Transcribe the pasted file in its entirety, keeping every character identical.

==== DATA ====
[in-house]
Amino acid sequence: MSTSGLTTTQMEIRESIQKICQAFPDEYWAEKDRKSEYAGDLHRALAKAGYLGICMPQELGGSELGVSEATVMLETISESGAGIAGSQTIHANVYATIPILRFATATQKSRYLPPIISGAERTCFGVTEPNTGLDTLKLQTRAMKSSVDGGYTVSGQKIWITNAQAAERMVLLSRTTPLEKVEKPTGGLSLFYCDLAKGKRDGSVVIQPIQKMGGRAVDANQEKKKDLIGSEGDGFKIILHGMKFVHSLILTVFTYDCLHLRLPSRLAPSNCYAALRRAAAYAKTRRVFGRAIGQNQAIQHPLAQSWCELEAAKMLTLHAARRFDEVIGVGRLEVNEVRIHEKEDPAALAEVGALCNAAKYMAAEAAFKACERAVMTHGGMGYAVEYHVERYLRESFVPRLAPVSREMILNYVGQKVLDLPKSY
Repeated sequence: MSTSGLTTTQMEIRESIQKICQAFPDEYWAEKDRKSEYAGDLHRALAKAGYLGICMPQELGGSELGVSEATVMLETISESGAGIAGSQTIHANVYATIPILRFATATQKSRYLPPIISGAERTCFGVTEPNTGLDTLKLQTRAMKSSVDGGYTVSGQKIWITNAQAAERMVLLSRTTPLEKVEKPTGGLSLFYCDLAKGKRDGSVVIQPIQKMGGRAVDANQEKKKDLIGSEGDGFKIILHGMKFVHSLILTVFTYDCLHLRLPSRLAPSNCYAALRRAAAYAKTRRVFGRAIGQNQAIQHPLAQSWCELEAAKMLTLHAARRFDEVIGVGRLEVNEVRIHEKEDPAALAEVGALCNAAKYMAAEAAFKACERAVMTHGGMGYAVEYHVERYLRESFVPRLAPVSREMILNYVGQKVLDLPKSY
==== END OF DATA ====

[in-house]
Amino acid sequence: MSTSGLTTTQMEIRESIQKICQAFPDEYWAEKDRKSEYAGDLHRALAKAGYLGICMPQELGGSELGVSEATVMLETISESGAGIAGSQTIHANVYATIPILRFATATQKSRYLPPIISGAERTCFGVTEPNTGLDTLKLQTRAMKSSVDGGYTVSGQKIWITNAQAAERMVLLSRTTPLEKVEKPTGGLSLFYCDLAKGKRDGSVVIQPIQKMGGRAVDANQEKKKDLIGSEGDGFKIILHGMKFVHSLILTVFTYDCLHLRLPSRLAPSNCYAALRRAAAYAKTRRVFGRAIGQNQAIQHPLAQSWCELEAAKMLTLHAARRFDEVIGVGRLEVNEVRIHEKEDPAALAEVGALCNAAKYMAAEAAFKACERAVMTHGGMGYAVEYHVERYLRESFVPRLAPVSREMILNYVGQKVLDLPKSY
Repeated sequence: MSTSGLTTTQMEIRESIQKICQAFPDEYWAEKDRKSEYAGDLHRALAKAGYLGICMPQELGGSELGVSEATVMLETISESGAGIAGSQTIHANVYATIPILRFATATQKSRYLPPIISGAERTCFGVTEPNTGLDTLKLQTRAMKSSVDGGYTVSGQKIWITNAQAAERMVLLSRTTPLEKVEKPTGGLSLFYCDLAKGKRDGSVVIQPIQKMGGRAVDANQEKKKDLIGSEGDGFKIILHGMKFVHSLILTVFTYDCLHLRLPSRLAPSNCYAALRRAAAYAKTRRVFGRAIGQNQAIQHPLAQSWCELEAAKMLTLHAARRFDEVIGVGRLEVNEVRIHEKEDPAALAEVGALCNAAKYMAAEAAFKACERAVMTHGGMGYAVEYHVERYLRESFVPRLAPVSREMILNYVGQKVLDLPKSY